On Thoughts and Actions

Although we accept that there is an intimate connection between thoughts and actions, do we really understand how intimate that relationship is?

We know pretty much what actions are. They are tangible, and we can see them. They exist here in the corporeal level. We can be held responsible for them, and we can even be put in jail if they run contrary to what society considers allowable. We also know that actions can have more numerous effects (KARMA) than we consciously or initially intended. They can be causes of other actions which can also have ripple effects that go on to impact yet more things or people then we ever conceived of or imagined at the time they were set in motion. Thoughts, however, are far more difficult to visualize, primarily because they are more introspective, and the connection between a thought and an action is more difficult for others to see when they are not the ones having the thought.

Are thoughts that different from actions? We know that thoughts can have have effects via meditation, and prayer. We may not be able to see them as tangibly as we do actions, but the person having the thought can perhaps visualize in their minds’ eye an image of what that thought is, especially if the thought has a visual component to it such as a picture of something or someone. We also know that thoughts can have power, at least with some people, who seem to be able to influence others with their thinking. We also know that a person, who is the subject of the attention by their fame or notoriety, such as a politician or an actor, can feel the thoughts of others focusing on them, sometimes to a painful degree.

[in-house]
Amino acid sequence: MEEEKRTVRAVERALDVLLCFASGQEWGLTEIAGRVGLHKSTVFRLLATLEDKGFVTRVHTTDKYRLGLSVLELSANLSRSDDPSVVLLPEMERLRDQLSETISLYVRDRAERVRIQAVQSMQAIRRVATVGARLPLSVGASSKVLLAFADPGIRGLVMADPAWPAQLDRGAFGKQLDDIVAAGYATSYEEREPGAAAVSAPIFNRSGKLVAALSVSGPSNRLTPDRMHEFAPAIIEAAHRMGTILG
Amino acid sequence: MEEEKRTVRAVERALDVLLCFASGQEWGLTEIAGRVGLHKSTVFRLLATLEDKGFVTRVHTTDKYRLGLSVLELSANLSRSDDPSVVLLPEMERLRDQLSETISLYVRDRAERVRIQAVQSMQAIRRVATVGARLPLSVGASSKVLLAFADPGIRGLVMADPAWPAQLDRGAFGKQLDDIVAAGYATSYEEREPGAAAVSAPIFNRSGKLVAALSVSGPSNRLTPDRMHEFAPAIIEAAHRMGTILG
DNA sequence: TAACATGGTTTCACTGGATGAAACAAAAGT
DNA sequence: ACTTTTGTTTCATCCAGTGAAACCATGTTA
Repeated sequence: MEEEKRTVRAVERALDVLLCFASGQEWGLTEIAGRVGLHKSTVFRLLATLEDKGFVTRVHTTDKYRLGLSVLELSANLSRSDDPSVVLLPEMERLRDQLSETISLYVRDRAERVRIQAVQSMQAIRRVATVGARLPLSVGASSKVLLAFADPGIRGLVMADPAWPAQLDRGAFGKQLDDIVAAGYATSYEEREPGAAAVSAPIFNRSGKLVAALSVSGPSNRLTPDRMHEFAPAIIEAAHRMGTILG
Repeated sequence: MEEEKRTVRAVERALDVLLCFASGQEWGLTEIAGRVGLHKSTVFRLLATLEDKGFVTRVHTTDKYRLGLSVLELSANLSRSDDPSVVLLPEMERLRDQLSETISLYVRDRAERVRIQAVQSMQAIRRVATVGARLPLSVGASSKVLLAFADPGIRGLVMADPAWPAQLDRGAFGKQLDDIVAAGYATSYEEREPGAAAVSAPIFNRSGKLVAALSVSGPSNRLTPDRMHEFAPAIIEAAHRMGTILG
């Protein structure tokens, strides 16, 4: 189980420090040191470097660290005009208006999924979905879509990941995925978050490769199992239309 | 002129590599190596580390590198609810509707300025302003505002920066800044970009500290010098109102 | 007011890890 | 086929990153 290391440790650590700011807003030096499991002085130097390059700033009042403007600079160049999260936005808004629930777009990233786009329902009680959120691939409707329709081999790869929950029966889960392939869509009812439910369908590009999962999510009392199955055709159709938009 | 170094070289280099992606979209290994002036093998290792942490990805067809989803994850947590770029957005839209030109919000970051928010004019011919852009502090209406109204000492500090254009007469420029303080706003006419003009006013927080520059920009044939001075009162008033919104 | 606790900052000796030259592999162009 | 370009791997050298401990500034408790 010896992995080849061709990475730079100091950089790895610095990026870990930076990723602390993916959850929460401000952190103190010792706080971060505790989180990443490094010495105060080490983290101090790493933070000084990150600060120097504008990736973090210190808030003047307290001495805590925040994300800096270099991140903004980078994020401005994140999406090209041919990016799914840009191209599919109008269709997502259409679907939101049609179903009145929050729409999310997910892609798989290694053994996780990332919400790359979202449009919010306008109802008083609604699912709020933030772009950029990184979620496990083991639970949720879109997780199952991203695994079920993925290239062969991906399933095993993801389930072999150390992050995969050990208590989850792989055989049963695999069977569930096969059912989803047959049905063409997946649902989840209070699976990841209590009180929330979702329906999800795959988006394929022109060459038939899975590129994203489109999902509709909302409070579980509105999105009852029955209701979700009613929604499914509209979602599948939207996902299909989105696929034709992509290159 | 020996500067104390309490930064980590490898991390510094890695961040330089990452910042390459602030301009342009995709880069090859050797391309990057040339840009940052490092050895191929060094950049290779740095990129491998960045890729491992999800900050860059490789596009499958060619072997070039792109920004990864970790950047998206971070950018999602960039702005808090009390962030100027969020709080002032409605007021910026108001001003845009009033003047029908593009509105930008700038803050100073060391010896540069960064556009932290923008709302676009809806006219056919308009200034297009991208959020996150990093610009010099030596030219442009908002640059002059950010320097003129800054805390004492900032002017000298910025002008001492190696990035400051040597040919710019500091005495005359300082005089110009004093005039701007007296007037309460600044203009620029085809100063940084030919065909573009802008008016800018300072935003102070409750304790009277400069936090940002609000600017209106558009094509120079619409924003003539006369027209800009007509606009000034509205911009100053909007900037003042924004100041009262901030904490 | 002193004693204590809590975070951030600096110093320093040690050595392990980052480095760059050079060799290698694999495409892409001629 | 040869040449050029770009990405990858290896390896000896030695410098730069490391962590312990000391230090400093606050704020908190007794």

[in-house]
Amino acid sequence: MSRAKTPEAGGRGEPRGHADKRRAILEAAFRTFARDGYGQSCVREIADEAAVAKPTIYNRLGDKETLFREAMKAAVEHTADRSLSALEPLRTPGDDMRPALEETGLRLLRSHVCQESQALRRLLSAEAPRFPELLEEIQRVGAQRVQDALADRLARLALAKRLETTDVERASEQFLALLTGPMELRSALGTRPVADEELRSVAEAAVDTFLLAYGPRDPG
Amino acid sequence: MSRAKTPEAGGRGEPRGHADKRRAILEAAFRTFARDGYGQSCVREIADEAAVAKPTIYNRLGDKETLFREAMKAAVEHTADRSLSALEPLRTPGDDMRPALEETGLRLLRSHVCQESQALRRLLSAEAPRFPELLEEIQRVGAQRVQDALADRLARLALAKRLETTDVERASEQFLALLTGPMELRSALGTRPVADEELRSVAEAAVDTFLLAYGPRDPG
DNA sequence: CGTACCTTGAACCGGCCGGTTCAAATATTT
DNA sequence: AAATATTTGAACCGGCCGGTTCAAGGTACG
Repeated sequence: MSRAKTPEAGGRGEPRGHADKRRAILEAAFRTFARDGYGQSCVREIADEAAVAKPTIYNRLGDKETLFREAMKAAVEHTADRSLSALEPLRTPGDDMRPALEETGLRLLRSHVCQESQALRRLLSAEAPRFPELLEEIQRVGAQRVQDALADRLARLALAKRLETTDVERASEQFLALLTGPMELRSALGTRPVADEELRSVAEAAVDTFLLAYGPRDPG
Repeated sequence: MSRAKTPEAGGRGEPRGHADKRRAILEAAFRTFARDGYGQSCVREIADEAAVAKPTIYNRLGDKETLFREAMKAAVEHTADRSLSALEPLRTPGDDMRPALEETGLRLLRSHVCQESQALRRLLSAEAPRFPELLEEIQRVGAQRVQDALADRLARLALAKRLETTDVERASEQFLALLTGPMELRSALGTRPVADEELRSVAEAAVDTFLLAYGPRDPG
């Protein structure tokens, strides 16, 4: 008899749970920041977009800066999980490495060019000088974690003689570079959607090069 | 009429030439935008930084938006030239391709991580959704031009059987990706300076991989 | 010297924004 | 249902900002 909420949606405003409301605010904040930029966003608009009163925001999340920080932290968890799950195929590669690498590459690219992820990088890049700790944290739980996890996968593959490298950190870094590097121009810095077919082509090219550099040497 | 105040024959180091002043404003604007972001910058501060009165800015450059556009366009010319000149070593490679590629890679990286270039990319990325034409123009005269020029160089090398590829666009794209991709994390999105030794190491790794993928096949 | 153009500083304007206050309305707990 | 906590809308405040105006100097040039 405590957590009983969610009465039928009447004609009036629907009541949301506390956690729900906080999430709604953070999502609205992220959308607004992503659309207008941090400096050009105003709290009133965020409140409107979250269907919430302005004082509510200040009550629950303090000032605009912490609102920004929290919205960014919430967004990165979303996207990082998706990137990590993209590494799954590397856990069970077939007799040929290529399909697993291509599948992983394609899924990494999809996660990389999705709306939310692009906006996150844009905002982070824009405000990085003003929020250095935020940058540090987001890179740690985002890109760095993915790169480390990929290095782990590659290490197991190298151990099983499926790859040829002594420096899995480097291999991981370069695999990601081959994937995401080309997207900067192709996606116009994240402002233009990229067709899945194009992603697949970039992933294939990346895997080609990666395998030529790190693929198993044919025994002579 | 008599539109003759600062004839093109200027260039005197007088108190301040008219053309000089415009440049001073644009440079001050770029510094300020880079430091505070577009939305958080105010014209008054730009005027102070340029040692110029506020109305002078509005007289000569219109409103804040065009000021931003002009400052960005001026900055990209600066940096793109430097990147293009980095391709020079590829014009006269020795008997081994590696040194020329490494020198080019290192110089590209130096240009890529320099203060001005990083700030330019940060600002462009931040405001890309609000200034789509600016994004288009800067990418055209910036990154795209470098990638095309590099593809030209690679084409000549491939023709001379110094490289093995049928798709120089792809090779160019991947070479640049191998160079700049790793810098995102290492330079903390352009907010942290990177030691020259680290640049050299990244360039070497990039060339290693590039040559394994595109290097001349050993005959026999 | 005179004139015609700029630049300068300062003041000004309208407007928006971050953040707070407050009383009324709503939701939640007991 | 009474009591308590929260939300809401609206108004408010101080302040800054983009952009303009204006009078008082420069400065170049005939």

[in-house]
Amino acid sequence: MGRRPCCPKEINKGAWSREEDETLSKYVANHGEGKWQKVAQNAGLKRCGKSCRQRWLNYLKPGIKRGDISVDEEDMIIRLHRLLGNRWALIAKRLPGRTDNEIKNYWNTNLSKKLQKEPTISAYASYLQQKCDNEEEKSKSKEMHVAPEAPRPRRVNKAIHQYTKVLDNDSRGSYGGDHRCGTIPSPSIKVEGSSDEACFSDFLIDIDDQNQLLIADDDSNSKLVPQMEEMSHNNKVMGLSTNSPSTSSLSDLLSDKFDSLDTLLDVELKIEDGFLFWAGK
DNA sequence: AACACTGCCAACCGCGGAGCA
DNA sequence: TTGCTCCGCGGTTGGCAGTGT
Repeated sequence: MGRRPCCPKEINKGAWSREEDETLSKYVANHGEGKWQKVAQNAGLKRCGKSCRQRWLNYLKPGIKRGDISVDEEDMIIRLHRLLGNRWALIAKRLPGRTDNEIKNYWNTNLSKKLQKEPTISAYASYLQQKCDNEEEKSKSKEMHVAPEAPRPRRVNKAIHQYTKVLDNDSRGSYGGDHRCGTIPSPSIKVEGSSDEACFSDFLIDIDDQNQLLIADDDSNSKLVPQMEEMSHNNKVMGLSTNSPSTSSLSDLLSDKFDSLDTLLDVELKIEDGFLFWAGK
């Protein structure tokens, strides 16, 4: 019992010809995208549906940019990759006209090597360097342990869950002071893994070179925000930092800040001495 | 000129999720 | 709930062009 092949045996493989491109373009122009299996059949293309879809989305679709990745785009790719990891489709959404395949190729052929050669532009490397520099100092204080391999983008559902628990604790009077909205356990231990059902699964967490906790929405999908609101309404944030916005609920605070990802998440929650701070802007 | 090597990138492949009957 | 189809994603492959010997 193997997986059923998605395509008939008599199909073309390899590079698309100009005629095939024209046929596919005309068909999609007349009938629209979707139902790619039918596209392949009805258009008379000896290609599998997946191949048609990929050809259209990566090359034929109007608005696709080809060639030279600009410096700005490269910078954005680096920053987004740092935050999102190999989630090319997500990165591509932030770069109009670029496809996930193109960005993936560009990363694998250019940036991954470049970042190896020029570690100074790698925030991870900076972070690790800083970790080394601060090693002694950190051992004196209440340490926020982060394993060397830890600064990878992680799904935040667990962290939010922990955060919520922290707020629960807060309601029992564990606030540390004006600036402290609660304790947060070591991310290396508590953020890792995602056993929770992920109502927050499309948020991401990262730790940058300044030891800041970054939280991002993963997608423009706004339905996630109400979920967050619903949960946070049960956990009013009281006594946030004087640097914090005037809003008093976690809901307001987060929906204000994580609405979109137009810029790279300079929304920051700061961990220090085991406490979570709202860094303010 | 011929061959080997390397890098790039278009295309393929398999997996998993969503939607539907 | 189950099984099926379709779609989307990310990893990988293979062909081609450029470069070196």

Over the years, when I have considered the difference or similarities between thoughts and actions, I have come to the conclusion that they are basically the same. Thoughts, I have reasoned, are actions on another plane, a subtler plane that exists super-imposed but inter-connected with the corporeal plane. Thoughts affect actions, and actions affect thoughts. The only difference between the two are the physical characteristics that actions have since they can be seen by others who are present to view them as they are taking place. Thoughts can be silent, held only by the person who is having them or felt by the person who is receiving them or by others who have special abilities to perceive them on some level that is beyond the five senses we know exist.

If my view of thoughts and actions has some credibility, then are we as responsible for the thoughts we have as for the actions we initiate? This is the tricky part. How do we define responsibility here? We have random thoughts. Some are are “good”, some may be “bad”. Should we be held as responsible for random thoughts as for those that have motives?

Random thoughts are not as controllable as ones that have motives. They can be akin to instincts, or as unconscious thoughts as in dreams. How do we distinguish the difference? I don’t think we can. Random thoughts perhaps can have unconscious motives, but thoughts that are more willfully directed can have a more energetic beneficent or malevolent energy to them. Those are the ones I think we are more responsible for than random ones.

Legally, we can’t be held as accountable for our thoughts, as we can for our actions. But I’m not just referring to criminal law. If you believe in a higher justice which is Karmic, then our thoughts do take on a different meaning which gives it a different level of responsibility than criminal law does, although criminal law does recognize motive, it can’t prove motive as easily as it can identify an act that has been committed.

I think it’s important to consider that because thoughts may be somewhat invisible, it doesn’t mean that they do not have a concrete element to them. That quality can be tangible, and have an effect as real as any action. Finally, if thoughts are actions on a subtle plane we may not be totally aware of, does that mean because we can’t see them as easily as actions, they are any less real or important than actions we can see?